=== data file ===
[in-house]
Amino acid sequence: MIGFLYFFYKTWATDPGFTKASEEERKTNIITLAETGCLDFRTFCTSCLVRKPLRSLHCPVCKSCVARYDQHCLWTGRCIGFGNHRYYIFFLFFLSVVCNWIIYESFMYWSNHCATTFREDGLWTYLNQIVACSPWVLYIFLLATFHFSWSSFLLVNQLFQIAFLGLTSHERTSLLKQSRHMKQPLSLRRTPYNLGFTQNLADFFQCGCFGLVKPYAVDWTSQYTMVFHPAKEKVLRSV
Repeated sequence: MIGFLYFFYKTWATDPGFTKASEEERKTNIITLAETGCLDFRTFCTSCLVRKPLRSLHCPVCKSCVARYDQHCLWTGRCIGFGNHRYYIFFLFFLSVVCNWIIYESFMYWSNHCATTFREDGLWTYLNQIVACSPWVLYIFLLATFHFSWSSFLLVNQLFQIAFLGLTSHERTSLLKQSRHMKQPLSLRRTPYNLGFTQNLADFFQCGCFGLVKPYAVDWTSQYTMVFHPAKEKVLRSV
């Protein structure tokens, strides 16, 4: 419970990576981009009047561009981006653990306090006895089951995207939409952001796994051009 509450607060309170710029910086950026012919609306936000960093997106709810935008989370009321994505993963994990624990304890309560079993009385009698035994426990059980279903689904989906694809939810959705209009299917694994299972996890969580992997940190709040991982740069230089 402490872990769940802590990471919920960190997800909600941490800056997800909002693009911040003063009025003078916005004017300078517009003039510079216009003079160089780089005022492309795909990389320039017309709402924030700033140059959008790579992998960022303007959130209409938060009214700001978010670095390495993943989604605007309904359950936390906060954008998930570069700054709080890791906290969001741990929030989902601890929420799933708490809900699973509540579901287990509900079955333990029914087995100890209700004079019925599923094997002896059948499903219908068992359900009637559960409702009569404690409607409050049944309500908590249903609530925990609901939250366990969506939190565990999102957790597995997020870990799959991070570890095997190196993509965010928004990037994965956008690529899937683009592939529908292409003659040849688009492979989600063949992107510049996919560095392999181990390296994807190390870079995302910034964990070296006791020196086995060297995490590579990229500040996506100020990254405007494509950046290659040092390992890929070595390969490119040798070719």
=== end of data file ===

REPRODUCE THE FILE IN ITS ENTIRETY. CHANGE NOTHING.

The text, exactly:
[in-house]
Amino acid sequence: MIGFLYFFYKTWATDPGFTKASEEERKTNIITLAETGCLDFRTFCTSCLVRKPLRSLHCPVCKSCVARYDQHCLWTGRCIGFGNHRYYIFFLFFLSVVCNWIIYESFMYWSNHCATTFREDGLWTYLNQIVACSPWVLYIFLLATFHFSWSSFLLVNQLFQIAFLGLTSHERTSLLKQSRHMKQPLSLRRTPYNLGFTQNLADFFQCGCFGLVKPYAVDWTSQYTMVFHPAKEKVLRSV
Repeated sequence: MIGFLYFFYKTWATDPGFTKASEEERKTNIITLAETGCLDFRTFCTSCLVRKPLRSLHCPVCKSCVARYDQHCLWTGRCIGFGNHRYYIFFLFFLSVVCNWIIYESFMYWSNHCATTFREDGLWTYLNQIVACSPWVLYIFLLATFHFSWSSFLLVNQLFQIAFLGLTSHERTSLLKQSRHMKQPLSLRRTPYNLGFTQNLADFFQCGCFGLVKPYAVDWTSQYTMVFHPAKEKVLRSV
């Protein structure tokens, strides 16, 4: 419970990576981009009047561009981006653990306090006895089951995207939409952001796994051009 509450607060309170710029910086950026012919609306936000960093997106709810935008989370009321994505993963994990624990304890309560079993009385009698035994426990059980279903689904989906694809939810959705209009299917694994299972996890969580992997940190709040991982740069230089 402490872990769940802590990471919920960190997800909600941490800056997800909002693009911040003063009025003078916005004017300078517009003039510079216009003079160089780089005022492309795909990389320039017309709402924030700033140059959008790579992998960022303007959130209409938060009214700001978010670095390495993943989604605007309904359950936390906060954008998930570069700054709080890791906290969001741990929030989902601890929420799933708490809900699973509540579901287990509900079955333990029914087995100890209700004079019925599923094997002896059948499903219908068992359900009637559960409702009569404690409607409050049944309500908590249903609530925990609901939250366990969506939190565990999102957790597995997020870990799959991070570890095997190196993509965010928004990037994965956008690529899937683009592939529908292409003659040849688009492979989600063949992107510049996919560095392999181990390296994807190390870079995302910034964990070296006791020196086995060297995490590579990229500040996506100020990254405007494509950046290659040092390992890929070595390969490119040798070719």